Proclaiming your rights to a territory does not mean being able to deal with it. In a year or two the proclamation of the Constantinople Synod, announced on October 11, will start to be looked at in another light, in connection with concrete results, talents, and the lack of specific people drawn into the process. Phanar’s viability in the reconstruction of the Ukrainian religious sphere should be confirmed. If this construction of a new Kiev-Constantinople metropolia does not work out, the pathos of the “Mother Church” will likewise fall by itself, and become overgrown with contemptuous connotations.
Now we are observing how Patriarch Bartholomew comes with inexpressible pomp into Ukrainian church affairs and takes upon himself such exclusive responsibility, not shared with any other of the existing jurisdictions in the country or with any influential figure. This turns the Ukraine into a general exam for him. Any unforeseen and negative consequences will be momentarily written onto his personal account. He will personally become the guilty party to any misfortunes. The debunking of his false omnipotence will turn out to be extremely painful. It will in all probability have an effect on his future place and role in the system of Local Churches.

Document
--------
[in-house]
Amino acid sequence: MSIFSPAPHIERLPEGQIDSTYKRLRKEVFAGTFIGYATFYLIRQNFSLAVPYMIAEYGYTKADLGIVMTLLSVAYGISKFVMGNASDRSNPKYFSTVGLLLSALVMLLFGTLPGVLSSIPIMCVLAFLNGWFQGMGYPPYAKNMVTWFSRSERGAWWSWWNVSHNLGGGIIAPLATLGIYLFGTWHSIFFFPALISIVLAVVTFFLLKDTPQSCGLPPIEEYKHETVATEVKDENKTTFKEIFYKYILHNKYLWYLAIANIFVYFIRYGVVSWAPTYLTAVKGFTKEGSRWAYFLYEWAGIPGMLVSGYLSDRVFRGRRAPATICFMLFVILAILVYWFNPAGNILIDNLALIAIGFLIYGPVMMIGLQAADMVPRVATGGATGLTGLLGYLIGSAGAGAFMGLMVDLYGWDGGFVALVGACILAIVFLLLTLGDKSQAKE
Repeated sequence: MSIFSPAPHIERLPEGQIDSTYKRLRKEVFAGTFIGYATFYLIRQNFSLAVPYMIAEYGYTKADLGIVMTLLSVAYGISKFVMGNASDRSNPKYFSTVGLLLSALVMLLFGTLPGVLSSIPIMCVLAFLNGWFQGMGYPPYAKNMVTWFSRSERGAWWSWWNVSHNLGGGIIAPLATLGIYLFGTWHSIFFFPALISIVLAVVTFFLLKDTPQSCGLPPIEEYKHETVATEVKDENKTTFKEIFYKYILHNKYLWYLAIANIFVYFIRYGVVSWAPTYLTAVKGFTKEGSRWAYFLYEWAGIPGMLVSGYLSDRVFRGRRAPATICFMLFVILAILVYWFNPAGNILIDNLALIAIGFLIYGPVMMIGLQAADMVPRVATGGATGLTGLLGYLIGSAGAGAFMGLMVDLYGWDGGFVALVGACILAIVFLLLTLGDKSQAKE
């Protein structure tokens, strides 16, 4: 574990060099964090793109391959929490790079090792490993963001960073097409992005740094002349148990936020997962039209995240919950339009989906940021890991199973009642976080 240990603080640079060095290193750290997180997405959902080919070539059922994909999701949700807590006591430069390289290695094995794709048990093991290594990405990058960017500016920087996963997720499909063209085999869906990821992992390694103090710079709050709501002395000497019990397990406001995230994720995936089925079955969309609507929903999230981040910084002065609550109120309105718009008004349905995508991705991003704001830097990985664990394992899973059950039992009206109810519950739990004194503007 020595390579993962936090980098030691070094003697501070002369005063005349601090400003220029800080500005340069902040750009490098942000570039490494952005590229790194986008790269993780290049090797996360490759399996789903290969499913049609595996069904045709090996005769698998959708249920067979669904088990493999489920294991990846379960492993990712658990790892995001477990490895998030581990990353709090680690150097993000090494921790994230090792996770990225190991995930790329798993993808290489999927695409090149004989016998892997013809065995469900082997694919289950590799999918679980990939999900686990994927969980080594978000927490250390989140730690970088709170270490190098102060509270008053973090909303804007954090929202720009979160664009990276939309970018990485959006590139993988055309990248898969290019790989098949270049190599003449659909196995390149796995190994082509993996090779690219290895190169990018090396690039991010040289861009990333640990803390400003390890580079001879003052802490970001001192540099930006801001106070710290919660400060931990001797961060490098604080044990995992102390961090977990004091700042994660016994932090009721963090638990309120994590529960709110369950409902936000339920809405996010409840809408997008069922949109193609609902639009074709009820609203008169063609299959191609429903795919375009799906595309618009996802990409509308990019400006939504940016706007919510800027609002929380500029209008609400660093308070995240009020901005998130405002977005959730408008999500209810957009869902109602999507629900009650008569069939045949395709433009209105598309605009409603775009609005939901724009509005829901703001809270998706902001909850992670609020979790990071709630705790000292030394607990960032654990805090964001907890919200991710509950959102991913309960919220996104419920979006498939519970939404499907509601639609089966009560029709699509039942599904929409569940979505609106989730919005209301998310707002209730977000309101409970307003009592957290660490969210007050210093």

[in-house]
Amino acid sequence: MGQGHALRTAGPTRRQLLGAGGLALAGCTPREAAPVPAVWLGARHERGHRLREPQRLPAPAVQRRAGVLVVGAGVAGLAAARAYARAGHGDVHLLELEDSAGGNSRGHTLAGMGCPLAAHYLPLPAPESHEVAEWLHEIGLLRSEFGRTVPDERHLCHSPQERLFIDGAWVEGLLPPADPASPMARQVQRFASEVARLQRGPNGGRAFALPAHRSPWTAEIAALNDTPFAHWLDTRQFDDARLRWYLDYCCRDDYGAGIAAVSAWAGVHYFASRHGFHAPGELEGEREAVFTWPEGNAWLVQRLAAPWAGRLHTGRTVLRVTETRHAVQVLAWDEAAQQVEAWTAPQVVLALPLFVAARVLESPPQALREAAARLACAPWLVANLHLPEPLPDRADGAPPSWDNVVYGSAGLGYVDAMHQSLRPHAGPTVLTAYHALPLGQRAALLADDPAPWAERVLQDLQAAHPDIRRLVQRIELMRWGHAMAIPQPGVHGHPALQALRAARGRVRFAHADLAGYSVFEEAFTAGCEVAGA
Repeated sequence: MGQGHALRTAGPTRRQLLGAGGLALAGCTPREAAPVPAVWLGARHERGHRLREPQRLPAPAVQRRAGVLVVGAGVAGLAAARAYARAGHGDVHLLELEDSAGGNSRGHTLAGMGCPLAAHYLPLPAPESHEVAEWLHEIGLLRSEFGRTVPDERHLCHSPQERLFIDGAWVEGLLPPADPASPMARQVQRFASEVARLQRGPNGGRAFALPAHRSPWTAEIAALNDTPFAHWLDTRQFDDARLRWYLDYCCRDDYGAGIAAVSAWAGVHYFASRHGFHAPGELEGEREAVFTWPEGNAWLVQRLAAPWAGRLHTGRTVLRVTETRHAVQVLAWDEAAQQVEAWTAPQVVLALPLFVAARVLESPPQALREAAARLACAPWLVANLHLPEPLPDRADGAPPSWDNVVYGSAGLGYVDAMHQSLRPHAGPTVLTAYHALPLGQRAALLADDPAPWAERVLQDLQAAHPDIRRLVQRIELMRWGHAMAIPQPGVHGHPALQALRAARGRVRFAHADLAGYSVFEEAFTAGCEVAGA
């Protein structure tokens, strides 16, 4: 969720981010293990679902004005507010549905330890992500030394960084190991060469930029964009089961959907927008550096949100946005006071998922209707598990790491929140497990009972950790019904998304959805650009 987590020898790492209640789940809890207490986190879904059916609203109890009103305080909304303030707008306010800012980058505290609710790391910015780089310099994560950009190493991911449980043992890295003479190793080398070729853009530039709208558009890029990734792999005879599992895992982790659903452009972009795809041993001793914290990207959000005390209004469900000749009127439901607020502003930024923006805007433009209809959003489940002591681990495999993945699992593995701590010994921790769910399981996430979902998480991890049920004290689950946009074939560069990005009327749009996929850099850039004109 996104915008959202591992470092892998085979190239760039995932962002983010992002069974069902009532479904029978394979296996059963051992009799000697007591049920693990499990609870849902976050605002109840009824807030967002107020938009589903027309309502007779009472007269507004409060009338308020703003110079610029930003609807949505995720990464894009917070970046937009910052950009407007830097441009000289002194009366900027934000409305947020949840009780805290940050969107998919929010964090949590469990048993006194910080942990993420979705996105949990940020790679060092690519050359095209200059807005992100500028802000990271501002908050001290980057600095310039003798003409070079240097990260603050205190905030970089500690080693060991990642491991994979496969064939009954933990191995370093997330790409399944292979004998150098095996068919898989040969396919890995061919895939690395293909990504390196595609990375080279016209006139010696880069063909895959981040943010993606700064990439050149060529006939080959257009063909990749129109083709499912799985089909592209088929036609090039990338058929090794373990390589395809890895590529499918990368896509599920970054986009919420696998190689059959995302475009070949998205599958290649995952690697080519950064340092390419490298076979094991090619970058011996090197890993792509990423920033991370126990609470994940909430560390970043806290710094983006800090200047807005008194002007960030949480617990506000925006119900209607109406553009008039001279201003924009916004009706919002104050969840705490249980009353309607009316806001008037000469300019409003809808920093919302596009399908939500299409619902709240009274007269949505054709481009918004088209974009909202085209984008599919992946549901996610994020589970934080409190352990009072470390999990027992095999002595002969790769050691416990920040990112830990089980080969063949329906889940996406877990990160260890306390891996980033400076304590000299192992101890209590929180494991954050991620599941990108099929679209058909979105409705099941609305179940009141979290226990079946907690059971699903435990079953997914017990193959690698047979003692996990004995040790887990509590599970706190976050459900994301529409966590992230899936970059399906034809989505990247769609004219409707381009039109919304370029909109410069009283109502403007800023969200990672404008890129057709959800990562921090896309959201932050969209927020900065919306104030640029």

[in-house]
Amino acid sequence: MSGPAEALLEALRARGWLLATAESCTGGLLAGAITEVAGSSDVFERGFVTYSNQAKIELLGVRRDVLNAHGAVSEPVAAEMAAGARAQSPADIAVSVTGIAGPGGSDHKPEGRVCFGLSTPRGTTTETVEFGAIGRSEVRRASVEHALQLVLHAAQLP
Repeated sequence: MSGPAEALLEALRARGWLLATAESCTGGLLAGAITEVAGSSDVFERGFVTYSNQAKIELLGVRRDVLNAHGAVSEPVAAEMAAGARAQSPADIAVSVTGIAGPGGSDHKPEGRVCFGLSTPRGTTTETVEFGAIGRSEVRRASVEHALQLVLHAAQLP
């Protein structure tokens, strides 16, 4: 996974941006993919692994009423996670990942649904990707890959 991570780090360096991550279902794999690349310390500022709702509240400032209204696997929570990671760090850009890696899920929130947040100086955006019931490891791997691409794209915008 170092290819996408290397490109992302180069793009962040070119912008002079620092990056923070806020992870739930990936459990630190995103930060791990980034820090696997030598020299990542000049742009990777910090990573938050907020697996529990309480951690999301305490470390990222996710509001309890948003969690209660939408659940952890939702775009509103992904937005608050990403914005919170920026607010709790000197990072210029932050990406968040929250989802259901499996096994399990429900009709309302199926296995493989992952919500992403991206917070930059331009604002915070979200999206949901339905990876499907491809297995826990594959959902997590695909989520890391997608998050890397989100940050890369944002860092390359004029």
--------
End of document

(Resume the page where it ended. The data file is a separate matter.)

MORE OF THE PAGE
The Phanar’s latest decisions will bring additional insecurity into the Ukrainian situation. They will destabilize the schismatic “UOC KP” and the “UAOC”, which up till now have for better or for worse been ruled centrally, had their own permanent staff, stable financial income and expenditures, and other similar necessary attributes. Now, however, with the reformation in the structure of the Ecumenical Patriarchate, a new marketplace of vacancies and ambitions, often radical and eccentric, is literally being thrown open to them. Anyone and everyone will start looking at the formation of a “United Local Church” as a window of opportunity for himself personally. Considering the popularization of opinions in the Ukrainian political space, the differences in programs and views of the past, and the passions around election time, the establishment of a “United Local” promises not to be boring. In all probability we will see a clash of interests—a display in church spheres of divisions that are characteristic for Ukrainian society as a whole. Patriarch Bartholomew’s new flock will show itself to be a rather unsettled acquisition.